Women in Cinema Nonfiction Reviews

June 7, 2022 Uncategorized 5 ★★★

Women in Cinema Nonfiction ReviewsTitle: The Lady from the Black Lagoon: Hollywood Monsters and the Lost Legacy of Milicent Patrick
Author: Mallory O'Meara
Source: from publisher for review
Links: Bookshop (affiliate link) |Goodreads
Rating:three-stars

This is the story of Milicent Patrick, the designer of the monster in The Creature from the Black Lagoon. Few people have heard of her, because of credit-stealing efforts of her jealous boss. Author Mallory O’Meara unearths Milicent’s story and shares some of her own experiences with sexism in her work in the horror film industry. While memoir plus a topic is a type of nonfiction that often works for me, the blending here was a little rough. In a few places, Mallory’s personal experiences gave me a deeper understanding of what Milicent experienced. In others, the story of doing research lined up well with what was being shared about Milicent. However, in most cases, the jumps weren’t between points of obvious connection in the two stories, which was jarring.

The footnotes were also hit-or-miss for me. Some were quite successful – really funny or adding extra information I was excited to have. At other times, they were a little too into present-day politics, which pulled me out of the story (despite my general agreement with the author) and unnecessarily dated the book. I enjoyed Milicent’s story. The author did some incredible detective work to be able to share with us Milicent’s vivid personality. The mesh between that story and her own was simply a bit rough around the edges.

Women in Cinema Nonfiction ReviewsTitle: The Wrong Kind of Women: Inside Our Revolution to Dismantle the Gods of Hollywood
Author: Naomi McDougall Jones
Source: Library
Links: Bookshop (affiliate link) |Goodreads
Rating:five-stars

This insider look at acting, directing, and producing a movie was infuriating, but also incredibly well done. Here, the author’s experiences in the modern film industry meshed perfectly with her brutal revelation of its systemic biases. I learned a lot about what a career in acting looks like and the process of making and distributing a movie. Learning about interesting careers is one of my favorite things in nonfiction, so I loved these sections. The author was also open about her experiences with sexual harassment. She then shared additional interviews and statistics showing that her experiences were representative of the state of the industry. In terms of both statistics and interviews, the author did her best to include women who face discrimination for other aspects of who they are (race, gender identity, etc).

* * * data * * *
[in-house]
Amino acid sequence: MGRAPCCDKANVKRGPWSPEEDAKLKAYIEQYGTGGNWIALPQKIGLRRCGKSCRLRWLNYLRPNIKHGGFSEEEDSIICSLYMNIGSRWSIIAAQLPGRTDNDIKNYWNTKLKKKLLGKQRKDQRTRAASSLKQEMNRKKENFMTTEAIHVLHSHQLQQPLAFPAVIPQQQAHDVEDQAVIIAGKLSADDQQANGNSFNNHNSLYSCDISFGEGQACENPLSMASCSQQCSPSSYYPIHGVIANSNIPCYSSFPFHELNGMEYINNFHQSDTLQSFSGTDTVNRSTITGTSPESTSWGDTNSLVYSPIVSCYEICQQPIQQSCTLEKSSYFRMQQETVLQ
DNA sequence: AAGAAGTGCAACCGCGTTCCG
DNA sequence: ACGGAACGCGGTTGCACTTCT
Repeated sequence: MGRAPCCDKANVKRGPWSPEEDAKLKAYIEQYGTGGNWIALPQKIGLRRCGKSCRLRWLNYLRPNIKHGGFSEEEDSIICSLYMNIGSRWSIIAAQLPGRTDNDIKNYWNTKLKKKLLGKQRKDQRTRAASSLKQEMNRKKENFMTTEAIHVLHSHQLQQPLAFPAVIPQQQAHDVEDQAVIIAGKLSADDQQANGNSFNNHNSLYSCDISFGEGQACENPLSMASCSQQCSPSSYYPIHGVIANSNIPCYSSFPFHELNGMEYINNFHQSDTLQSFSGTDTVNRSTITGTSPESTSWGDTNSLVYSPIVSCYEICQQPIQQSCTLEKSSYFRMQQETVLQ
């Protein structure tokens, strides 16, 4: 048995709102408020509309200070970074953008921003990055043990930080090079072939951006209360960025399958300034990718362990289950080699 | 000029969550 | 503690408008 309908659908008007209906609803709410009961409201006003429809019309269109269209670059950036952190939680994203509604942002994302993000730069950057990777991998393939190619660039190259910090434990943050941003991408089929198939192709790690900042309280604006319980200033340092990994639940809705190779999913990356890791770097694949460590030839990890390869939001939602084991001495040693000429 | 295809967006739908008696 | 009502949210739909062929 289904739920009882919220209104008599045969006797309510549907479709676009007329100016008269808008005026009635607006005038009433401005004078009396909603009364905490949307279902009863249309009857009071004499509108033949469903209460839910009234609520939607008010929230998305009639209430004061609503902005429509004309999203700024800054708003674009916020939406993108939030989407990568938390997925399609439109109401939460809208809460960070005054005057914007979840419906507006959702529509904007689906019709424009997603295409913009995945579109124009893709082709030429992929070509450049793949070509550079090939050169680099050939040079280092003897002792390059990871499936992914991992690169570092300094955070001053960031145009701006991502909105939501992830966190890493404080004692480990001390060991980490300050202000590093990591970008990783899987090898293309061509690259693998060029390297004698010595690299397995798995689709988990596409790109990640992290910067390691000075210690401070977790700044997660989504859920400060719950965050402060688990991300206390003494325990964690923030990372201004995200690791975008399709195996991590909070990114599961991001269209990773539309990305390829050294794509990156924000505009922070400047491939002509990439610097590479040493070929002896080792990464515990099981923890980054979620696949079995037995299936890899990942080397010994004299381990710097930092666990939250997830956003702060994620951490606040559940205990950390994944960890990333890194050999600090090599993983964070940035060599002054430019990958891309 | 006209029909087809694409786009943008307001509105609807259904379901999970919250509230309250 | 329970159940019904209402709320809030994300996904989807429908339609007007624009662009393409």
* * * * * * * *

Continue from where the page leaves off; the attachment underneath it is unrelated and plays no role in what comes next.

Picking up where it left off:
The author’s broad experience working in many parts of the industry (acting, directing, producing, finance) meant that she was able to give a comprehensive look at the whole sexist machinery that goes into keeping women out of movies. She even worked with someone who’s primary career is in finance to do original research that was shared here. On top of that, she even leaves the infuriated reader with lots of great resources and some actionable steps to take. I’m excited to now be subscribed to the Women and Hollywood Newsletter, which I can use to pick the media I consume to better support women.

5 Responses to “Women in Cinema Nonfiction Reviews”

    • DoingDewey

      It really was! There are a ton of books that I’ve loved that are both a memoir and about another specific topic, but it’s a technique that I think can also go quite badly. In the first book, those too elements just weren’t connected well enough, while in the second, they meshed perfectly.

  1. Rennie

    The Wrong Kind of Women sounds fascinating, I hadn’t heard of it. I also love learning about interesting jobs and I think everything I’ve heard about women in Hollywood is stories of mistreatment, discrimination, and unequal pay so I can imagine it’s pretty infuriating. But it sounds like the author focuses on how better to support women so at least there’s a silver lining. Great to know about this one!
    Rennie recently posted…Recent Foodie Reads: Food as Philosophy, Healing Technique, and RevolutionMy Profile

    • DoingDewey

      I love when books about discrimination or something wrong in the world contain some action items. It does help keep those books from being too depressing and makes me feel like I can make a difference in the world. This was infuriating, but it was also nice to see someone share some statistics demonstrating the existence of problems I expected. Overall, another book that wasn’t too depressing, despite tackling some harder material 🙂

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